Per a report by the New York Times, who interviewed former director of the Russian antidoping laboratory, Grigory Rodchenkov, dozens of Russian athletes were involved in a secret doping program that was put in place to earn Russia as many gold medals as possible during the 2014 Sochi Games. Two NWHL players may be among them.
The performance-enhancing drugs were administered via a PED-and-liquor coctail, Rodchenkov said, and he was given a spreadsheet of athletes involved in the program and the serial number of the bottle that contained the contaminated urine sample. According to Rodchenkov he was supposed to swap urine when an athlete involved in the program earned a medal. The urine was swapped out of supposedly tamper-proof bottles, which were opened by a third party Rodchenkov believed to be a Russian intelligence officer.
The entire Russian women’s ice hockey team numbers among those doping, Rodchenkov said, noting that not all players who doped earned a spot on the podium. The team took sixth among women’s ice hockey Olympic teams, with the U.S. and Canada competing for the gold medal spot.
NWHL Connecticut Whale forward, Katia Smolentseva, was on the roster for the team and along with her was Whale practice player Katia Pashkevich, who played only one game with Connecticut. Neither player was specifically named in the report.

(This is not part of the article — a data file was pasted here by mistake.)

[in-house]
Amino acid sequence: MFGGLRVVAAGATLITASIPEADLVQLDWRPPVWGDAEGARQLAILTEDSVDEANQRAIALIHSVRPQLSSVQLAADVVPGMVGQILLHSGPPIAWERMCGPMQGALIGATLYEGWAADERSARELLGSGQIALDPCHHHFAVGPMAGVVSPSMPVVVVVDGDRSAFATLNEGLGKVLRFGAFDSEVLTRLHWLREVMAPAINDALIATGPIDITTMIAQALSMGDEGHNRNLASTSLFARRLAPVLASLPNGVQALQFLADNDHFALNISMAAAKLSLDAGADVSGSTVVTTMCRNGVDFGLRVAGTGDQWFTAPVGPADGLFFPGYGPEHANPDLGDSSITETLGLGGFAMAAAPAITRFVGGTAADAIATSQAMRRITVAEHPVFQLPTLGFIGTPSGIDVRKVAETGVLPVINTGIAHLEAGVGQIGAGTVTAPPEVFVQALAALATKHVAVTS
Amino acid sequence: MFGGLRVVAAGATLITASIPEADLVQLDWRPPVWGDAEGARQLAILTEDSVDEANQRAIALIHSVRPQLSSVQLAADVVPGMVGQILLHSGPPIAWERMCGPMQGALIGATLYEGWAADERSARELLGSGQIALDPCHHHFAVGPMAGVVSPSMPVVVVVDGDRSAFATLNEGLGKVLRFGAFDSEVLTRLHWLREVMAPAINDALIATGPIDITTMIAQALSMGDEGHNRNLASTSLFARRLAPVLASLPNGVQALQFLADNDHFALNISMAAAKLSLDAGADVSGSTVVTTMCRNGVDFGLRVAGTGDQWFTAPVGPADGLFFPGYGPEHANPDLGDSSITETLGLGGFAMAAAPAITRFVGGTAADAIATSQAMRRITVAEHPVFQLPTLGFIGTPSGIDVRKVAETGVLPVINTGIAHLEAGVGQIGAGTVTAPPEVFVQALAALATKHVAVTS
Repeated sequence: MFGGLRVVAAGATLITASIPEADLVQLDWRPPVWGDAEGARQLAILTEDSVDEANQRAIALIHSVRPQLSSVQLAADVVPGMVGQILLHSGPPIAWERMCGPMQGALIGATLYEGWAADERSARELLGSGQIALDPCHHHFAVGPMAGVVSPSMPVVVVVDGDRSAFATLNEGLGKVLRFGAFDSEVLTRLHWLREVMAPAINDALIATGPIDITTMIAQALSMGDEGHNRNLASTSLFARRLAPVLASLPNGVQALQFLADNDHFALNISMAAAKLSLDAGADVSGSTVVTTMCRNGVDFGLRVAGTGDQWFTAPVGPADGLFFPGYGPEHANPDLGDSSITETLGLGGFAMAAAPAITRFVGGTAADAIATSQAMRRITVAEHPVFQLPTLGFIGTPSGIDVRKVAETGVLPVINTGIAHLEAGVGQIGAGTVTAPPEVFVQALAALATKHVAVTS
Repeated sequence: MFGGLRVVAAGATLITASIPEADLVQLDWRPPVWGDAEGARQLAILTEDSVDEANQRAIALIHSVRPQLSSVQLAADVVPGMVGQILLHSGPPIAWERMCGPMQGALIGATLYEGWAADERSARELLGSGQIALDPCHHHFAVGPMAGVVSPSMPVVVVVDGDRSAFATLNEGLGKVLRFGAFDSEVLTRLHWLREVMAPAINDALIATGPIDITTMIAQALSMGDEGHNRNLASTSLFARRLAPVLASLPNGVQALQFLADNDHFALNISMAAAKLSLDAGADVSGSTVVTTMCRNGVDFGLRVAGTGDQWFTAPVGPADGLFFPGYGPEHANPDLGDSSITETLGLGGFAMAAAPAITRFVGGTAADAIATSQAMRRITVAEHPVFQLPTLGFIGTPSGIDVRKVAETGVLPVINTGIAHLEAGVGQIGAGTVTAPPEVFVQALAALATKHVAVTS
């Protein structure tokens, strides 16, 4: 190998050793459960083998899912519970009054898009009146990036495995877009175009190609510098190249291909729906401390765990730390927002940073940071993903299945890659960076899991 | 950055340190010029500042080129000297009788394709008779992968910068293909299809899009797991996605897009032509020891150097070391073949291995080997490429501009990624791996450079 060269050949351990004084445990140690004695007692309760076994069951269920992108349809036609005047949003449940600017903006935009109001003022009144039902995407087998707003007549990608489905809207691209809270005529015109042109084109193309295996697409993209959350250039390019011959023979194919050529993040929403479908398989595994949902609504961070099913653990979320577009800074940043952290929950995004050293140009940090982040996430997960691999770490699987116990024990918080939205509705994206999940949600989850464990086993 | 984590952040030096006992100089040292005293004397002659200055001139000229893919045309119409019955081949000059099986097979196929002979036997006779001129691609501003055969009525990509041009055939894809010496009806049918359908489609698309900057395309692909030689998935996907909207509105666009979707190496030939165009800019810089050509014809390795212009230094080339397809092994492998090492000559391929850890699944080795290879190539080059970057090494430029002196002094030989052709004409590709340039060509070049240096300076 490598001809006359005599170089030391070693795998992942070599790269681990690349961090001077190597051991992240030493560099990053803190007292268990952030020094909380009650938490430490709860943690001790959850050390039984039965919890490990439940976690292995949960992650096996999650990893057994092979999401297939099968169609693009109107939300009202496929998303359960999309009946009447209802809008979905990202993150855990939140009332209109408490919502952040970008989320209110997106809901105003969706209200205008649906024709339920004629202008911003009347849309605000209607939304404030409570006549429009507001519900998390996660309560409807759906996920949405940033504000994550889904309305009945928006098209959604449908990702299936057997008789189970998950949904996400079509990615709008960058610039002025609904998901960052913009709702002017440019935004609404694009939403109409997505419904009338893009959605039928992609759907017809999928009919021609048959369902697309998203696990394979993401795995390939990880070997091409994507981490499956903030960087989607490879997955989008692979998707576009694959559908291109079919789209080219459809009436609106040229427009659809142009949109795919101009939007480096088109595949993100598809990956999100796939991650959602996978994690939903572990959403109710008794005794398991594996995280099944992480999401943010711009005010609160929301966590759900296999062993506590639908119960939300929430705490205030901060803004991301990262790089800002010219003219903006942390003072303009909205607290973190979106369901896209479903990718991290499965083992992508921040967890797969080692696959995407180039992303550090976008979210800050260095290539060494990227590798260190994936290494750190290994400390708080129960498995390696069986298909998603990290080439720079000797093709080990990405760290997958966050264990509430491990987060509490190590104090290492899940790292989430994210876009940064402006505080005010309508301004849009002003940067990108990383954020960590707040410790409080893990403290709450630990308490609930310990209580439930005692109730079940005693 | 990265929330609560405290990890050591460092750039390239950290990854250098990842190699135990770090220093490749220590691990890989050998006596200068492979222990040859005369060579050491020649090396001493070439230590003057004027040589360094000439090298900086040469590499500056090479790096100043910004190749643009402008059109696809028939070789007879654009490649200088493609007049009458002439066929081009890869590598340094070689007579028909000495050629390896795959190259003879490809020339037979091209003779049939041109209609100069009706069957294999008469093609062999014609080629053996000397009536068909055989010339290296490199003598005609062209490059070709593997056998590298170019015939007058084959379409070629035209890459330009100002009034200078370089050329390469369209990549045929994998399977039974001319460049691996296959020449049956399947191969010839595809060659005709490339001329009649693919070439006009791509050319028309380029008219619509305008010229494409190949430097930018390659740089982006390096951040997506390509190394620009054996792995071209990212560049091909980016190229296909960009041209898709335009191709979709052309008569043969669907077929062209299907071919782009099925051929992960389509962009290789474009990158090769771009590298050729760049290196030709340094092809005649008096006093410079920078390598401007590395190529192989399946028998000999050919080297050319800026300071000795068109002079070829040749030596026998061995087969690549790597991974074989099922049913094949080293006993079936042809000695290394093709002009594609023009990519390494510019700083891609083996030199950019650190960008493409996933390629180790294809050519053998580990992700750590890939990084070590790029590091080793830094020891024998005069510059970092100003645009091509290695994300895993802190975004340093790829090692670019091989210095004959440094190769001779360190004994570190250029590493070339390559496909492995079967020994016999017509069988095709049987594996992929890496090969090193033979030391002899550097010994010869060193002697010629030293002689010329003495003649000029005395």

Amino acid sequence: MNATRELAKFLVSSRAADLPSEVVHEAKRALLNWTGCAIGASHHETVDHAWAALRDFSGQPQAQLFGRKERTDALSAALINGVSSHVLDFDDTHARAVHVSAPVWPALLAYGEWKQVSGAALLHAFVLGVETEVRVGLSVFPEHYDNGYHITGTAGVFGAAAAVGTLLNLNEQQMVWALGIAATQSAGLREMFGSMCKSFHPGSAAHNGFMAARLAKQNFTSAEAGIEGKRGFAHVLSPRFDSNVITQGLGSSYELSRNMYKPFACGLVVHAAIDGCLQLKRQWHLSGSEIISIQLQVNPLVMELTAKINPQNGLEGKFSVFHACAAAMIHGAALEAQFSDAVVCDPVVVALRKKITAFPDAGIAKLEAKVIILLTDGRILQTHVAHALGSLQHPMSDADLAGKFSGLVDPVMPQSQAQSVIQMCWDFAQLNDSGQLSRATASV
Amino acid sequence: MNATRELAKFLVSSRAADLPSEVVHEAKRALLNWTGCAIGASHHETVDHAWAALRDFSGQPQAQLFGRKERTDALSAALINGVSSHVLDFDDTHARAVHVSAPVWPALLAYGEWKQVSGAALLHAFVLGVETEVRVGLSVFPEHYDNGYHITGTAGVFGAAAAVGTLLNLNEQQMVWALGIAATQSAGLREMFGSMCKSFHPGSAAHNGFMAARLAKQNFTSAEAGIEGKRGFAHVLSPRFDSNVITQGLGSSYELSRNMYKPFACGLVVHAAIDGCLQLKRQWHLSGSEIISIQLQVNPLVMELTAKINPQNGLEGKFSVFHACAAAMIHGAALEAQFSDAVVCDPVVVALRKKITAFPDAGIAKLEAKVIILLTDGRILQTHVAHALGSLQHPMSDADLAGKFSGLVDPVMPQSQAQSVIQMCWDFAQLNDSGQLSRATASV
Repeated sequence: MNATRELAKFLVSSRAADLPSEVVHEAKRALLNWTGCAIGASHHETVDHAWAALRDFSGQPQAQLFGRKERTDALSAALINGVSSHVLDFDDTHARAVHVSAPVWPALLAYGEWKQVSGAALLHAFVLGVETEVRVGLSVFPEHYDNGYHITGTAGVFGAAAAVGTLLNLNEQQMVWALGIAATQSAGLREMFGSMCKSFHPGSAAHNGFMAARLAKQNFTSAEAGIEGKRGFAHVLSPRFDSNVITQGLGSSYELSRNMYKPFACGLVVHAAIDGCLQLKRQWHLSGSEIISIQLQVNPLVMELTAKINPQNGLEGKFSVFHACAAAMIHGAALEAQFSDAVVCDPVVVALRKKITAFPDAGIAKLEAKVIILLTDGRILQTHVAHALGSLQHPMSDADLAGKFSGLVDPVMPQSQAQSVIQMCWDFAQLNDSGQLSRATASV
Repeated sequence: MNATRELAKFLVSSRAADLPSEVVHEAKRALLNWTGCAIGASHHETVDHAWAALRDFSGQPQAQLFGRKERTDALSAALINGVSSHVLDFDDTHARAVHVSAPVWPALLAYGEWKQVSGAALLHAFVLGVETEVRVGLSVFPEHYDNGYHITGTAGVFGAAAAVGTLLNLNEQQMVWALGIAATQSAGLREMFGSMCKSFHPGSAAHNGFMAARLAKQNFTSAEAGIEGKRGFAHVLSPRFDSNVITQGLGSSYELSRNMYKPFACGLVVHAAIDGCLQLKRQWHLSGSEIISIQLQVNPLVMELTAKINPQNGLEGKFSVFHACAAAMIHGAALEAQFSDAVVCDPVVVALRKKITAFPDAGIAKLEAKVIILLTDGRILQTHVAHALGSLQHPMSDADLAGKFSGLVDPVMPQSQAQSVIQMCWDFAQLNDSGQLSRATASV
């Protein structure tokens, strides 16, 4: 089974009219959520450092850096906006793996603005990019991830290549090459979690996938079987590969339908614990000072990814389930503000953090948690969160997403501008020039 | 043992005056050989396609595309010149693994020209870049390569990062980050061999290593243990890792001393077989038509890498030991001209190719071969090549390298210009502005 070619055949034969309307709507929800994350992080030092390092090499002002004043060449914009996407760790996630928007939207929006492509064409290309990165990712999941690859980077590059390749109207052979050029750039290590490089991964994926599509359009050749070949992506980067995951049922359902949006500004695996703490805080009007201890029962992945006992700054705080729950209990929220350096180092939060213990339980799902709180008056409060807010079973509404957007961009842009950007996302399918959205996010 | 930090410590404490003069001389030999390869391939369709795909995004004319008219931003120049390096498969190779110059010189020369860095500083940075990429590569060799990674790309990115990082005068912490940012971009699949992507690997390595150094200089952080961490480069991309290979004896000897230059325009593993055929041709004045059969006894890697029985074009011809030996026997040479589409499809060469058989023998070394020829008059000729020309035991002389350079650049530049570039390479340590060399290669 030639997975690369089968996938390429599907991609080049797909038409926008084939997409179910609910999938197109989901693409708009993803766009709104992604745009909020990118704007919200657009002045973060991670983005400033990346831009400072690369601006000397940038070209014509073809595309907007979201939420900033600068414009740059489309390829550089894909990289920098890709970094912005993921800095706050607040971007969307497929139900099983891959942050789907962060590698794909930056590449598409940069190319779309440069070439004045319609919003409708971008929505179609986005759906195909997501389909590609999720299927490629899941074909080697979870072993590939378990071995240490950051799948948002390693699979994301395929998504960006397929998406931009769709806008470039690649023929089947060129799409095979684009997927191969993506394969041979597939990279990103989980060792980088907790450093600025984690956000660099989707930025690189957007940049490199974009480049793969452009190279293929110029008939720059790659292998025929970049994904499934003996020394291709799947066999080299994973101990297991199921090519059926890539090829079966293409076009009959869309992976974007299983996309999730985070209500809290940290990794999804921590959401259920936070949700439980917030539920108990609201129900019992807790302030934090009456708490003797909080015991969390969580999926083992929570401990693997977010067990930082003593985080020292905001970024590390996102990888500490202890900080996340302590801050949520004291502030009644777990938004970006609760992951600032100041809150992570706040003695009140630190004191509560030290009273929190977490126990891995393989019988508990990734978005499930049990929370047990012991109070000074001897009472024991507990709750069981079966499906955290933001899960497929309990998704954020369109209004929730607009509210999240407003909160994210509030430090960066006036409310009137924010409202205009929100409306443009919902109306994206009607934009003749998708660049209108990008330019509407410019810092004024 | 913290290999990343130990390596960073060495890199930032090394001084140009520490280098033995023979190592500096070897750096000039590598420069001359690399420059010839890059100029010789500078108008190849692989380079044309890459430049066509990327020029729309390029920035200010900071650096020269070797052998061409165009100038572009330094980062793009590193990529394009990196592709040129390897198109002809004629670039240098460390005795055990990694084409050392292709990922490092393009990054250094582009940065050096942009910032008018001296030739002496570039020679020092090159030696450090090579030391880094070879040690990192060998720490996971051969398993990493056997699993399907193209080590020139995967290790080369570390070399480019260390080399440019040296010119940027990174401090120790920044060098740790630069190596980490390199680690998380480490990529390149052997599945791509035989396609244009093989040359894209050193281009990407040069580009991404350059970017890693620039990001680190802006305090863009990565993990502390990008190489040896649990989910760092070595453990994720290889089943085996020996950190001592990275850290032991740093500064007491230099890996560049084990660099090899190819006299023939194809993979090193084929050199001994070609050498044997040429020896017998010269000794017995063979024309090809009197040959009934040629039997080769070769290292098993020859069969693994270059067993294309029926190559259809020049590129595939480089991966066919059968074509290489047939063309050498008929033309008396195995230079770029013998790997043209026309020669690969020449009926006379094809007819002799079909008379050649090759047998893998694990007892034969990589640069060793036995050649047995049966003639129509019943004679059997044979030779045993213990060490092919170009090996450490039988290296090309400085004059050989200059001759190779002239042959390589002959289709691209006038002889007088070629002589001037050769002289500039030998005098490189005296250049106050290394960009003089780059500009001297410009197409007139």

The Times wrote,
Efforts to reach these athletes and others through their sports federations in Russia were unsuccessful. Several of the federations replied and denied any wrongdoing by their athletes. A spokesperson for the Russian Bobsled Federation said that all of its athletes “underwent doping control procedures in accordance to the rules.”
“All of them were clean and not one positive result was found.”
Today’s Slapshot has reached out to the NWHL and Smolentseva for comment on the story. The NWHL responded with the following statement:
“The NWHL prohibits all substances listed on the World Anti-Doping Agency’s 2015 Prohibited List. We have appropriate policies in place for random testing, as well as in cases where there is reasonable suspicion a player has used a banned substance. Outside of the announcement of disciplinary procedures, testing results are kept confidential.”
The league would not confirm or deny if it had been given cause to test a player for PEDs outside of normal random testing patterns. Regardless, no discipline has been levied against players for PED use.